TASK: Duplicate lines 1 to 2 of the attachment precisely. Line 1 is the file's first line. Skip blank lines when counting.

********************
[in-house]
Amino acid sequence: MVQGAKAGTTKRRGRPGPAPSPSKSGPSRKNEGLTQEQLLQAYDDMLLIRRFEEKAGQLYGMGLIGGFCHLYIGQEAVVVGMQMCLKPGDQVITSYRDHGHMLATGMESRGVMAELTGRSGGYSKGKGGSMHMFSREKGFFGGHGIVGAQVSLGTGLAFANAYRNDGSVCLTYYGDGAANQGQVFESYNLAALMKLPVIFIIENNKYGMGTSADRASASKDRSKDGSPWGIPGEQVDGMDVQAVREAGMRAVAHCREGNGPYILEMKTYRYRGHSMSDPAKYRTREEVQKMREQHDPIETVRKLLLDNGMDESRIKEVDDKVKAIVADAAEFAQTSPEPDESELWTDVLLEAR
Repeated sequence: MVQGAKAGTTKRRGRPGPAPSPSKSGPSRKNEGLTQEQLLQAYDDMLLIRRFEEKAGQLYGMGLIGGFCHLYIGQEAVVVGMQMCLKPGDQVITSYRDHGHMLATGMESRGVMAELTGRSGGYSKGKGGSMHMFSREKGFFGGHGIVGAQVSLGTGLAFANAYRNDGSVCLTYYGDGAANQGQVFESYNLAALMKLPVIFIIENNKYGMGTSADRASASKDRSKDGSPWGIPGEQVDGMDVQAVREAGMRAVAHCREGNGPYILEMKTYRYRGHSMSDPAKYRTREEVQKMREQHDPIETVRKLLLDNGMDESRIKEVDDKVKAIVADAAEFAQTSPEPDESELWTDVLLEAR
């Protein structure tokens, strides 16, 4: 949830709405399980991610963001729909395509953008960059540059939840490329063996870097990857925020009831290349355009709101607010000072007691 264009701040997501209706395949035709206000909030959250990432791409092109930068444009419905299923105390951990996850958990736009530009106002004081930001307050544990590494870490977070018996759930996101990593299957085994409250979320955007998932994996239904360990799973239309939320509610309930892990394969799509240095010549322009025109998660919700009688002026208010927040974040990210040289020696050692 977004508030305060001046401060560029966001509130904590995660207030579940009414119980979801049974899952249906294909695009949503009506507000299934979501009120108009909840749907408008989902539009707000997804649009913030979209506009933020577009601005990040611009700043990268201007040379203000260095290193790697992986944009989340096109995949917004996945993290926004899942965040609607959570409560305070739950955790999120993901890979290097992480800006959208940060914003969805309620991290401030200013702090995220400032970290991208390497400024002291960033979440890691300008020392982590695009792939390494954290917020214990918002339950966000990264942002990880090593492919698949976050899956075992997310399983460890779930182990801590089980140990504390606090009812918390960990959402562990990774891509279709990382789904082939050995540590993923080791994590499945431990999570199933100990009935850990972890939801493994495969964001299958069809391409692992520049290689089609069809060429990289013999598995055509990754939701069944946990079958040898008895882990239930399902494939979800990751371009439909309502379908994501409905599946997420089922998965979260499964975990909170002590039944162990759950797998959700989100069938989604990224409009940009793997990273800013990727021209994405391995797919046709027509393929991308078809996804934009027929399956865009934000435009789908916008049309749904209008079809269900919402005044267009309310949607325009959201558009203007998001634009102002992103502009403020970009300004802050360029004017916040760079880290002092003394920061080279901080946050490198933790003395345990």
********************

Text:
[in-house]
Amino acid sequence: MVQGAKAGTTKRRGRPGPAPSPSKSGPSRKNEGLTQEQLLQAYDDMLLIRRFEEKAGQLYGMGLIGGFCHLYIGQEAVVVGMQMCLKPGDQVITSYRDHGHMLATGMESRGVMAELTGRSGGYSKGKGGSMHMFSREKGFFGGHGIVGAQVSLGTGLAFANAYRNDGSVCLTYYGDGAANQGQVFESYNLAALMKLPVIFIIENNKYGMGTSADRASASKDRSKDGSPWGIPGEQVDGMDVQAVREAGMRAVAHCREGNGPYILEMKTYRYRGHSMSDPAKYRTREEVQKMREQHDPIETVRKLLLDNGMDESRIKEVDDKVKAIVADAAEFAQTSPEPDESELWTDVLLEAR